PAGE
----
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    Unlimited Incoming/Outgoing cellphone calls with Asterisk


    Quick note! This guide is incomplete. If you have a decent understanding of linux and asterisk, you can probably fill in the huge gaping holes. Otherwise, I'd stay far far away! At the very least, don't try this on your production box!

    You will need a cellphone with bluetooth. If it does not have bluetooth, it will not work, simple as that. Also not all phones will work. Personally, I'm using a Motorola Razr V3 (also tested with a Motorola V551). You also need a usb bluetooth dongle with a CSR chipset. Broadcom will not work. I would buy this in a regular retail store so it can be taken back if it has the wrong chipset. I researched this, found the Linksys USBBT100 which has the correct chipset and great range, and ordered it. When I got it, it was a rev2 with a different chipset. The one I'm using now is a Belkin F8T001V ordered from Circuit City here.

    Install Asterisk@Home 2.2 (instructions should be similar, if not identical, for 2.5).

    login: root
    password: password

    Change the following passwords:

    passwd
    passwd admin
    passwd-maint
    passwd-amp
    passwd-meetme


    Setup Networking
    yum -y update

    cd /usr/src/zaptel
    make install-udev


    yum install bluez-libs-devel
    Is this ok [y/N]: Y

    reboot
    rebuild_zaptel
    reboot


    genzaptelconf

    cd /
    wget http://www.thetechguide.com/howto/asterisk/bluetoothfiles.tar.gz
    tar xzf bluetoothfiles.tar.gz

    Ignore errors about time stamp in future
    cd /usr/src/asterisk
    make clean
    make
    make install


    If you see a message displaying WARNING WARNING WARNING pertaining to /usr/lib/asterisk/modules, you can ignore it, those modules are supposed to be there.

    chkconfig bluetooth on
    service bluetooth start


    Now run hcitool scan. You will see output similar to this:

    [root@asterisk1 asterisk]# hcitool scan
    Scanning ...
            00:12:8A:C7:DA:7C       Motorola Phone

    The 00:12:8A:C7:DA:7C is the MAC address of the phone. Now, we need to edit your bluetooth.conf file to use this address:

    cd /etc/asterisk
    nano bluetooth.conf


    Go to the bottom, you will see this:

    ;; A Motorola V551
    [00:12:8A:C7:DA:7C]
    name        = Motorola
    type        = AG
    channel     = 3
    autoconnect = yes

    Replace [00:12:8A:C7:DA:7C] with the MAC address you got from hcitool scan (keep the [] brackets surrounding it). Now, another thing that may cause you problems, is the "channel = 3" part. In the bluetooth.conf, it says to run sdptool search --bdaddr xx:xx:xx:xx:xx:xx 0x111F to find the correct channel number. For mine it reported channel 7, but would not work for me unless set to 3. In case this part is important for you, here's how to see what channel it thinks you should use (I'd try it with channel = 3 first, if that doesn't work then try this, if that doesn't work then start at 1 and work your way up to 13 and see if you get anything). Once you're done editing the file, hit Ctrl-X to exit, Y to save, and the enter key to keep the same filename (so Ctrl-X, Y, enter).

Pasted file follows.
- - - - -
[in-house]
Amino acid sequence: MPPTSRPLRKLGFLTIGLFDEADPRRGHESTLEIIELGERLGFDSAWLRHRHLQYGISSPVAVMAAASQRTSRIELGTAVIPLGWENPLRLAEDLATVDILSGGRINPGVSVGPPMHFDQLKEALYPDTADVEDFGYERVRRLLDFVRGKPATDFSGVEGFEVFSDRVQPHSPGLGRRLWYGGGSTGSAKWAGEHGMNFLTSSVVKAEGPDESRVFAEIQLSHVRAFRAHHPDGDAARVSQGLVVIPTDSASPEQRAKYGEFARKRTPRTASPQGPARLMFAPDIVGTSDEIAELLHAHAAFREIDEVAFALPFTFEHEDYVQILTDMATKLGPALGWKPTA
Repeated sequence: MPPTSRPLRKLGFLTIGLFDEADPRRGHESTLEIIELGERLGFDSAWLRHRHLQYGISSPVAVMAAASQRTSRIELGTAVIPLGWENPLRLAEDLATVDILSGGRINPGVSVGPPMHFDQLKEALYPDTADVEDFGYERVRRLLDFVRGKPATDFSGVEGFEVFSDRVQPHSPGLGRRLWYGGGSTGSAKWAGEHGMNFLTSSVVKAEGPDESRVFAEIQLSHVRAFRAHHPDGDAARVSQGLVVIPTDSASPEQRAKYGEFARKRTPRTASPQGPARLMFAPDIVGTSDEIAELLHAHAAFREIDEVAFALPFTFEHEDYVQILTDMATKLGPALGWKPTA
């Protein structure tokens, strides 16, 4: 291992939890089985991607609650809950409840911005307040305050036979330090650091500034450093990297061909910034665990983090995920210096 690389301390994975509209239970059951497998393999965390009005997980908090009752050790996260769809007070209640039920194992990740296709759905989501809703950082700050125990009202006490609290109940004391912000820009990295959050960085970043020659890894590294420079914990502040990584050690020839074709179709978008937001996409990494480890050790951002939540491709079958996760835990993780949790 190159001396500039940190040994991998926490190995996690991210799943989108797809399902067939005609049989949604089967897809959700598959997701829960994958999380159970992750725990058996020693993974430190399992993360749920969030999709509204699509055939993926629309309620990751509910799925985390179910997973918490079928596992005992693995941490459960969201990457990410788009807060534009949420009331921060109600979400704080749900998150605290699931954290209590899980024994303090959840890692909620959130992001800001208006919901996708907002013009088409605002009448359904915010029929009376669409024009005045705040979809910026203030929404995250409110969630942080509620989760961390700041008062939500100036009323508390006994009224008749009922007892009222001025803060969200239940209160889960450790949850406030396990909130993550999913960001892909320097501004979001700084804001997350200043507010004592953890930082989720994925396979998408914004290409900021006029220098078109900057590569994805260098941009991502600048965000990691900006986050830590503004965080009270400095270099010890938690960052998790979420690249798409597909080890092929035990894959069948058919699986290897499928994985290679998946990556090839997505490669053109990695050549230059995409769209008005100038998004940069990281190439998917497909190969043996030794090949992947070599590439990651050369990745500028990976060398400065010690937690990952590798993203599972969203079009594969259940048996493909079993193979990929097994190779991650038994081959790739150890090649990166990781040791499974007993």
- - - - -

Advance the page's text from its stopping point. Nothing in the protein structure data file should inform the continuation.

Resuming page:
The xx:xx:xx:xx:xx:xx is the MAC address (the same one you got from hcitool scan), so in our case the command will be sdptool search --bdaddr 00:12:8A:C7:DA:7C 0x111F. Your phone does NOT have to be in Find Me mode to run this tool. Just make sure it's on and the bluetooth service is running. In my case, the output is:

    [root@asterisk1 asterisk]# sdptool search --bdaddr 00:12:8A:C7:DA:7C 0x111F
    Class 0x111F
    Searching for 0x111F on 00:12:8A:C7:DA:7C ...
    Service Name: Hands-Free voice gateway
    Service Description: Hands-Free voice gateway
    Service Provider: Cingular
    Service RecHandle: 0x10007
    Service Class ID List:
    "" (0x111f)
    "Generic Audio" (0x1203)
    Protocol Descriptor List:
    "L2CAP" (0x0100)
    "RFCOMM" (0x0003)
    Channel: 7
    Language Base Attr List:
    code_ISO639: 0x656e
    encoding: 0x6a
    base_offset: 0x100
    code_ISO639: 0x6672
    encoding: 0x6a
    base_offset: 0xd800
    code_ISO639: 0x6573
    encoding: 0x6a
    base_offset: 0xd803
    code_ISO639: 0x7074
    encoding: 0x6a
    base_offset: 0xd806
    Profile Descriptor List:
    "" (0x111e)
    Version: 0x0101

    The part that interests us is the line right under ""RFCOMM" (0x0003)" which says "Channel: 7". So in /etc/asterisk/bluetooth.conf, you want to change "channel = 3" to "channel = 7" (again, note that this did NOT work for me, I had to have it on channel 3).

    At this point I rebooted, to make sure everything would start up automatically:

    reboot

    Once it comes back online, Asterisk will start up and attempt to connect to your phone. The first time this happens, it will ask if you want to connect (say yes) and ask for a PIN. The PIN is 1234. My phone kept asking if I wanted to connect each time asterisk was rebooted or the phone was powered on, you should be able to go in your phone menus and set it to just automatically connect and it won't bother you again.

    Next up, actually making and receiving calls and troubleshooting.

    Click here for the second page, also still in progress (i.e., incomplete).


    Questions? Ask in the forum or email me.

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